This is the Medscape Psychiatry Minute. I'm Dr Peter Yellowlees. We know that computer-based cognitive-behavioral therapy (CBT) is helpful as an add-on to standard outpatient care in a range of treatment-seeking populations, but is it effective when used alone?
Now, a team of investigators from the Yale University School of Medicine have performed a 6-month follow-up, randomized clinical trial, in which 137 individuals who met DSM-IV-TR criteria for current substance abuse or dependence were randomly assigned to receive treatment as usual, weekly individual CBT, or computerized CBT with brief weekly monitoring.
The researchers found that computerized CBT as a virtual stand-alone intervention was safe, effective, and durable compared with standard treatment approaches and was well liked by participants. On the other hand, clinician-delivered individual CBT, though efficacious within the treatment period, was unexpectedly associated with a higher dropout rate and lower effects at 6-month follow-up.
So where does this leave us? This is an interesting, small, initial study that needs replicating but which has promising results. If it can be supported further that CBT can be delivered effectively with minimal clinical input, as this study suggests, then this finding is potentially practice-changing and provides good news for patients who have great difficulty accessing CBT therapists.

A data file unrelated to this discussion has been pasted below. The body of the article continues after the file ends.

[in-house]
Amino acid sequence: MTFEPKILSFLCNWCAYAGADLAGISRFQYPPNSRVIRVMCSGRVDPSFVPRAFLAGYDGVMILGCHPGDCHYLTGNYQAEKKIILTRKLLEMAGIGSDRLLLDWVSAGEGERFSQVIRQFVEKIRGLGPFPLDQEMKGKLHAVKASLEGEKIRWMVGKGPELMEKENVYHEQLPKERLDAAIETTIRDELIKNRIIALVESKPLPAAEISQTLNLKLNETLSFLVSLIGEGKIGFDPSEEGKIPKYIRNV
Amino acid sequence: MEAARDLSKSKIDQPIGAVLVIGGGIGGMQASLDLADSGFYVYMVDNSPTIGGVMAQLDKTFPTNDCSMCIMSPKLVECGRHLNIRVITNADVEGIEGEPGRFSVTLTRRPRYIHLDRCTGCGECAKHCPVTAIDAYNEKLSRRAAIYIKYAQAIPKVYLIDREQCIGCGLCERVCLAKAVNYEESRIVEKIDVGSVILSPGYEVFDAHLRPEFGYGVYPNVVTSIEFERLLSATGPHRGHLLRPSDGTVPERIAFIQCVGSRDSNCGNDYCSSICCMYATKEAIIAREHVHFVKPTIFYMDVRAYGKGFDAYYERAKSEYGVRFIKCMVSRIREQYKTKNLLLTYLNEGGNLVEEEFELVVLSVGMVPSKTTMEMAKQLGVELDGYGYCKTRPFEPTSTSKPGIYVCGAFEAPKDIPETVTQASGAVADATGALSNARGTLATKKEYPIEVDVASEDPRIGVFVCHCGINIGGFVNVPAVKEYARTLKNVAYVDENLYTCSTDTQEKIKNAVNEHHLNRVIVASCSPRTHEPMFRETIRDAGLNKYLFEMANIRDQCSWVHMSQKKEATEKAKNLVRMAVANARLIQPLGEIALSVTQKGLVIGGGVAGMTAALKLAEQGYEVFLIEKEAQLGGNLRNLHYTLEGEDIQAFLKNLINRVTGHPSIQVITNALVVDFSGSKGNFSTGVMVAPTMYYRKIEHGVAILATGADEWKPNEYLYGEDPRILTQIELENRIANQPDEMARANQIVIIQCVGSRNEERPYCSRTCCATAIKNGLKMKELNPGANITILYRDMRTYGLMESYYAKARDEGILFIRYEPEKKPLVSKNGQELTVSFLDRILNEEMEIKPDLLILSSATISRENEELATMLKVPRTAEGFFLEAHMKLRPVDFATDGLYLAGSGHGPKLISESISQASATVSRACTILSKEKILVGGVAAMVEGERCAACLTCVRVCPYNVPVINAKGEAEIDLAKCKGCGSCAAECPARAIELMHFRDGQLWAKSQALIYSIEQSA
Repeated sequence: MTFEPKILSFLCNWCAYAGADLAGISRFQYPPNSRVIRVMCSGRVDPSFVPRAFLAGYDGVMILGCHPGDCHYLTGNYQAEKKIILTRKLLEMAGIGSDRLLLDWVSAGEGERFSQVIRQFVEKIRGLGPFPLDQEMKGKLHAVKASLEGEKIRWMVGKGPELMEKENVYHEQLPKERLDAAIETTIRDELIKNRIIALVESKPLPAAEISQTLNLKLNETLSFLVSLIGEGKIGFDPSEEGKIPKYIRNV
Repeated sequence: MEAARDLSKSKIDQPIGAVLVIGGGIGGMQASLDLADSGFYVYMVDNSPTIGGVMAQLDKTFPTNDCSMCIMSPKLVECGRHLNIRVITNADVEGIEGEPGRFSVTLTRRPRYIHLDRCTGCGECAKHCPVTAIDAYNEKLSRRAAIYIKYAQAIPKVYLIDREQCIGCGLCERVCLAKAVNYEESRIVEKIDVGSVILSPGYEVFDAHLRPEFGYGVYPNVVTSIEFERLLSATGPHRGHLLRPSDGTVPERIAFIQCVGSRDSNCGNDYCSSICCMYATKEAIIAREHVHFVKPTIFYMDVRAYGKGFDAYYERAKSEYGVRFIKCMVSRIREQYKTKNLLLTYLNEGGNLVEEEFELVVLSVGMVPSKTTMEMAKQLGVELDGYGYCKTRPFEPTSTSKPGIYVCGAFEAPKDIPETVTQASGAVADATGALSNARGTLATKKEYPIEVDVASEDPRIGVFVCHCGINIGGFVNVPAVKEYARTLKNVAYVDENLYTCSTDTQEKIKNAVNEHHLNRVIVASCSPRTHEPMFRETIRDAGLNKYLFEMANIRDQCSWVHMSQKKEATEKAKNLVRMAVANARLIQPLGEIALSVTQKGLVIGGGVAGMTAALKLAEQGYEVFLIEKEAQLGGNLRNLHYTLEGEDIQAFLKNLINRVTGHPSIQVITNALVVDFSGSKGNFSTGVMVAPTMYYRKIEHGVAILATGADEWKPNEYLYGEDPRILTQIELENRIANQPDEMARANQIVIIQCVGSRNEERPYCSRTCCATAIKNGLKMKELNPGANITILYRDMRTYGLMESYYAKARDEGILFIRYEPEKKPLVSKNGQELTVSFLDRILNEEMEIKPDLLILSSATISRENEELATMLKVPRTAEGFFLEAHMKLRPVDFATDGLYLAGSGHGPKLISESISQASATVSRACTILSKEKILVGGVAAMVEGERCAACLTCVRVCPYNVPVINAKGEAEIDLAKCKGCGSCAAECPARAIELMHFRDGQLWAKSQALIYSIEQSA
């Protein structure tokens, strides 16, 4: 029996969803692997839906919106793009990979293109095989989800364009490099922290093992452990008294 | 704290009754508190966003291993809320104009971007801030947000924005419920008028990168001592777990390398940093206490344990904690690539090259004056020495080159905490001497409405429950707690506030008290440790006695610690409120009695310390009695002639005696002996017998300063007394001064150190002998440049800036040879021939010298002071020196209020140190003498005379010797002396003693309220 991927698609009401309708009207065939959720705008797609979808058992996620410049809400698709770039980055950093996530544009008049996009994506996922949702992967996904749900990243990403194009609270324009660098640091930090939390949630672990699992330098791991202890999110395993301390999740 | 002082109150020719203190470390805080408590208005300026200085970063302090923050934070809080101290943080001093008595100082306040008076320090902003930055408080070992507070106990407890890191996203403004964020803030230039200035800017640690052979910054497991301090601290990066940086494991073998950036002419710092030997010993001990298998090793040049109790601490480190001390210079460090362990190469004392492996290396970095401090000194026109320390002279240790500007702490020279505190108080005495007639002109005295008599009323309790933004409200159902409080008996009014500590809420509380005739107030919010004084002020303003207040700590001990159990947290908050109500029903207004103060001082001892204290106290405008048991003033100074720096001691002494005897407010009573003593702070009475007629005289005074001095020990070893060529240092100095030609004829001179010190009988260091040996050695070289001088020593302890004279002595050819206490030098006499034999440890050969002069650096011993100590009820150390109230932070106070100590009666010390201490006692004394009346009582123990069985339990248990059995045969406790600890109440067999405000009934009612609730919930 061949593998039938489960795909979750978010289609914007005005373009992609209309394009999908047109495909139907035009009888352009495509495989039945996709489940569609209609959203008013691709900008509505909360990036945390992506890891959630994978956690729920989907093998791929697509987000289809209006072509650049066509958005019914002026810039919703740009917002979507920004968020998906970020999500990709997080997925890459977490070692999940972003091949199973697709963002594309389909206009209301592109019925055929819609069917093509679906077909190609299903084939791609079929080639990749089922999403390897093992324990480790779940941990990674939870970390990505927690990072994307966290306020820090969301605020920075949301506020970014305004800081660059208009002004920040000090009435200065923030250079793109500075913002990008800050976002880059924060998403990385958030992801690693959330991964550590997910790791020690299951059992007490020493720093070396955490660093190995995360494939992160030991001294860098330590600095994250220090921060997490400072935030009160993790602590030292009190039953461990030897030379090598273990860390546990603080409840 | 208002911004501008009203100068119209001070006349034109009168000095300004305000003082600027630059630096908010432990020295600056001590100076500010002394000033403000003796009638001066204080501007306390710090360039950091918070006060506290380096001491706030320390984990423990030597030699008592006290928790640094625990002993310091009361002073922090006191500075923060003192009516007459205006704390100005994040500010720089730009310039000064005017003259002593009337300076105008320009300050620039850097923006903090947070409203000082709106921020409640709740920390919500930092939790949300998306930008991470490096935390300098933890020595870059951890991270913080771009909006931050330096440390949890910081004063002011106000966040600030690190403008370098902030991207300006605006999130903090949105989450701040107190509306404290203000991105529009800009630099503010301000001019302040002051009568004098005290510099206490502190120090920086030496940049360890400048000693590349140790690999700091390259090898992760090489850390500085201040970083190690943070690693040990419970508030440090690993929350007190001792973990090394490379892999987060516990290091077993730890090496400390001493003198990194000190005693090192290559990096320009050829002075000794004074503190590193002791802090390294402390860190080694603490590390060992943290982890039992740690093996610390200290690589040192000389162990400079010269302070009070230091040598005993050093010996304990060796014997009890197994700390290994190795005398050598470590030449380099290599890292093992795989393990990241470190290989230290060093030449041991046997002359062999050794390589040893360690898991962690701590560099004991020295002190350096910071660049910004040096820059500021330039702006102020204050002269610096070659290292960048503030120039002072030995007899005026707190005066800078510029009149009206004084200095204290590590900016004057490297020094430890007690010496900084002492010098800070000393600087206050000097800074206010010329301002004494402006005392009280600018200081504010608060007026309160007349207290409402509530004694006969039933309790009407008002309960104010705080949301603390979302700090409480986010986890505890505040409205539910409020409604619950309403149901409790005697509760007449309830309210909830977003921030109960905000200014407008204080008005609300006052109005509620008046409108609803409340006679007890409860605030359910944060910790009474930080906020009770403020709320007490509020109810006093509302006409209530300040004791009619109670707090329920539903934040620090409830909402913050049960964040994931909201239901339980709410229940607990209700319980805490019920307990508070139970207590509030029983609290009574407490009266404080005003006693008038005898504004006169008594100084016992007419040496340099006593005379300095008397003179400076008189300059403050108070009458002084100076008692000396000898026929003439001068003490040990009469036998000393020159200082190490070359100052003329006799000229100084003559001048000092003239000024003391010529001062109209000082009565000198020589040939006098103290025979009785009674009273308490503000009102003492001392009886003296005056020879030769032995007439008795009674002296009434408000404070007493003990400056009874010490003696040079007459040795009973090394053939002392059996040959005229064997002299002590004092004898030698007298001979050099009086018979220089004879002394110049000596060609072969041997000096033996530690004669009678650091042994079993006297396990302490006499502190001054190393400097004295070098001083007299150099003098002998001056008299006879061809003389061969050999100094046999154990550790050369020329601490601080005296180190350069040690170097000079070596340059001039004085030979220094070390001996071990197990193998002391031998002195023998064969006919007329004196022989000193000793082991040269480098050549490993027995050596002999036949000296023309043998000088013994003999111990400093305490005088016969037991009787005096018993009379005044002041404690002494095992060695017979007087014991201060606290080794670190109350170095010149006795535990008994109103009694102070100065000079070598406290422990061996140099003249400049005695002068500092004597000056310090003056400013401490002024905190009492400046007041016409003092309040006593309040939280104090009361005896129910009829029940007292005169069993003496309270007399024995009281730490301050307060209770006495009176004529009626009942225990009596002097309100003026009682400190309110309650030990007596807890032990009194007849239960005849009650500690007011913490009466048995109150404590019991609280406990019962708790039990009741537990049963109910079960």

An online CBT industry is beginning to emerge with many differing models of CBT being offered, and there will be a large number of clinical trials of similar software in the future, encouraged by results like this. It is good to see this form of treatment developing and becoming more accessible to patients.
Thank you for listening to this Medscape Psychiatry Minute. Do continue to enjoy your practice.
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Cite this: Peter M. Yellowlees. Computerized Cognitive-Behavioral Therapy Used Alone Is Safe, Effective, and Well Liked - Medscape - Oct 22, 2018.